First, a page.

Ben Hollioake kit theft hurt parents, says brother Adam

By Sam SheringhamBBC Sport
Adam Hollioake, Mike Atherton and Ben Hollioake

Adam Hollioake has said the theft of his late brother Ben's England cricket kit left his parents distraught.

Equipment, including England shirts, was stolen from their home in Perth, Australia, less than a month after the 10th anniversary of Ben's death.

"It meant a lot to my mum, so seeing her sad was probably the worst thing," Hollioake told BBC Sport.

"Ben has been on our minds a lot recently. Obviously it dug up some nasty skeletons."

Ben Hollioake, who played two Tests and 20 one-day internationals for England, was tragically killed at the age of 24 on 23 March 2002 when driving home from a family dinner.

Adam, who played alongside his brother for Surrey and England, revealed on Twitter that the thieves had made off with a host of cricketing mementos, including England one-day shirts, Test and one-day sweaters and helmets, bats, gloves, boots, blazers and training gear.

"My parents live in an apartment and they have got a a lock-up room downstairs. When they woke up this morning someone had broken in and taken all of Ben's cricket kit," he explained.

"My initial reaction was that I was more worried for my mum because she was pretty upset.

"I'm not really one for material things, I've lost most of my medals from when I was playing. I am pretty slack with that kind of thing and I know Ben was as well but I just think it meant a lot to my mum so seeing her sad was probably the worst thing."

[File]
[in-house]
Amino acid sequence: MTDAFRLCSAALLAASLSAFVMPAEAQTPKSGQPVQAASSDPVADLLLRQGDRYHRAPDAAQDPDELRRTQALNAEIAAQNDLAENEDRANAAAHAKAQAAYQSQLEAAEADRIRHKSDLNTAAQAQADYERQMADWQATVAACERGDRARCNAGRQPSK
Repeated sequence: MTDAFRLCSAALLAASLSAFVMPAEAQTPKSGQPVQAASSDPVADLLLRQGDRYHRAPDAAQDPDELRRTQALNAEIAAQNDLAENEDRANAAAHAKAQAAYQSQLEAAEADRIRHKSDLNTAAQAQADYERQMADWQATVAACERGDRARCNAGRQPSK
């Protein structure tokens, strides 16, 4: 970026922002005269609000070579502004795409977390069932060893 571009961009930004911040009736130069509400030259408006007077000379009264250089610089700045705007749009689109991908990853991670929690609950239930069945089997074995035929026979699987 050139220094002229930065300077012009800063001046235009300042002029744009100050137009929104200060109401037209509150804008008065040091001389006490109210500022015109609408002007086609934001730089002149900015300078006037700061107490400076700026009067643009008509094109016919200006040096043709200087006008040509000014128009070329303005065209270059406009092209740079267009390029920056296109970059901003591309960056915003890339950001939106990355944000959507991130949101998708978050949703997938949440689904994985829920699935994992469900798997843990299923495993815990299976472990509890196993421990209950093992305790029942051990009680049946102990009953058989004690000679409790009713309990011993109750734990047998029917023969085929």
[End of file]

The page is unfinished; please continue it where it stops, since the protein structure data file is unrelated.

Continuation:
News of the robbery prompted a massive Twitter response from the cricketing community with England cricketers Kevin Pietersen,external-linkStuart Broadexternal-link and James Andersonexternal-link and Australia legend Shane Warneexternal-link among those calling for the equipment to be returned.

"It's unbelievable. What it does do is show there is a large number of very, very good people in the world," added Hollioake.

"We tend in the media at times to focus on negative things because they are more newsworthy.

"When you've got something like social media, you can mobilise an army of good people to get a message across."

Later on Wednesday, Hollioake revealed that Western Australia Police had recovered some of the kit, while some was returned to his parents' house.

"They went round to a guy's house because he is a commonly known thief and the first thing they saw was my brother's cricket coffin [kit bag]," he said.

"I'm not worried about that guy, we just want to get all the kit back."

And he has since revealed on Twitter than an arrest has been made: "A person has been arrested and a search warrant issued to potentially retrieve remaining kit. Grateful to the robbers... at least when they realised sentimental value they made an effort to return stuff."

After his brother's sudden death, Adam took a break from the game before returning to lead Surrey to a third County Championship in four years.

After retirement, he worked tirelessly for charity, raising money for the Ben Hollioake Memorial Fund.

Now living with his wife and three children in Australia, Adam revealed that he has only recently come to terms with Ben's death.

"I know to everybody else he is Ben Hollioake the cricketer, but to me he will always be Ben Hollioake my little brother," he added.

"We used to get up to mischief as a kid. It's probably only in the last year or so that I have learned to live with the pain."

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